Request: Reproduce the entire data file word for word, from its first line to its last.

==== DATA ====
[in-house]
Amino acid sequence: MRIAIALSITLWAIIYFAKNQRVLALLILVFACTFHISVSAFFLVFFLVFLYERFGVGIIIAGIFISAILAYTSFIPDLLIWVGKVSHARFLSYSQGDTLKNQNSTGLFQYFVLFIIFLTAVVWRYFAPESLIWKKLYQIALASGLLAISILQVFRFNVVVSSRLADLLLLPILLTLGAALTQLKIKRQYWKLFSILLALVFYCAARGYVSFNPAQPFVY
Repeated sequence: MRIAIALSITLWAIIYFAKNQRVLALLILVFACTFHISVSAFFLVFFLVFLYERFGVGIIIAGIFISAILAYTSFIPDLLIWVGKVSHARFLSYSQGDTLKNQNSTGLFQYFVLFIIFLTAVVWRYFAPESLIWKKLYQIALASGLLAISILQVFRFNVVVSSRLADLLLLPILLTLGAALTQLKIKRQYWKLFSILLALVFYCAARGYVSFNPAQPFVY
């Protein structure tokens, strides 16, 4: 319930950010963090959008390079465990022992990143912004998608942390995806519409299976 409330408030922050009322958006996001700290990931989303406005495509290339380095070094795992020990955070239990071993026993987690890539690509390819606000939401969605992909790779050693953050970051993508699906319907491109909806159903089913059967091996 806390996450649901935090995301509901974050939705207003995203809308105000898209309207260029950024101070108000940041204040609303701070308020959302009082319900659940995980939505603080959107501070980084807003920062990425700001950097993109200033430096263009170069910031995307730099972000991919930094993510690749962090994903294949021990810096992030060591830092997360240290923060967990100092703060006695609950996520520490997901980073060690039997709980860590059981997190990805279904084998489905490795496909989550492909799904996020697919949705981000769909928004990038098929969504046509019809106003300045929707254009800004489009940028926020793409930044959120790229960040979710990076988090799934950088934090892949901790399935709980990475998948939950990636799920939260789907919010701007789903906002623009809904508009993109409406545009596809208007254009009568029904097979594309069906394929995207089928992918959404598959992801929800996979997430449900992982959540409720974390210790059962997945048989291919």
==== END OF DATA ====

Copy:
[in-house]
Amino acid sequence: MRIAIALSITLWAIIYFAKNQRVLALLILVFACTFHISVSAFFLVFFLVFLYERFGVGIIIAGIFISAILAYTSFIPDLLIWVGKVSHARFLSYSQGDTLKNQNSTGLFQYFVLFIIFLTAVVWRYFAPESLIWKKLYQIALASGLLAISILQVFRFNVVVSSRLADLLLLPILLTLGAALTQLKIKRQYWKLFSILLALVFYCAARGYVSFNPAQPFVY
Repeated sequence: MRIAIALSITLWAIIYFAKNQRVLALLILVFACTFHISVSAFFLVFFLVFLYERFGVGIIIAGIFISAILAYTSFIPDLLIWVGKVSHARFLSYSQGDTLKNQNSTGLFQYFVLFIIFLTAVVWRYFAPESLIWKKLYQIALASGLLAISILQVFRFNVVVSSRLADLLLLPILLTLGAALTQLKIKRQYWKLFSILLALVFYCAARGYVSFNPAQPFVY
């Protein structure tokens, strides 16, 4: 319930950010963090959008390079465990022992990143912004998608942390995806519409299976 409330408030922050009322958006996001700290990931989303406005495509290339380095070094795992020990955070239990071993026993987690890539690509390819606000939401969605992909790779050693953050970051993508699906319907491109909806159903089913059967091996 806390996450649901935090995301509901974050939705207003995203809308105000898209309207260029950024101070108000940041204040609303701070308020959302009082319900659940995980939505603080959107501070980084807003920062990425700001950097993109200033430096263009170069910031995307730099972000991919930094993510690749962090994903294949021990810096992030060591830092997360240290923060967990100092703060006695609950996520520490997901980073060690039997709980860590059981997190990805279904084998489905490795496909989550492909799904996020697919949705981000769909928004990038098929969504046509019809106003300045929707254009800004489009940028926020793409930044959120790229960040979710990076988090799934950088934090892949901790399935709980990475998948939950990636799920939260789907919010701007789903906002623009809904508009993109409406545009596809208007254009009568029904097979594309069906394929995207089928992918959404598959992801929800996979997430449900992982959540409720974390210790059962997945048989291919």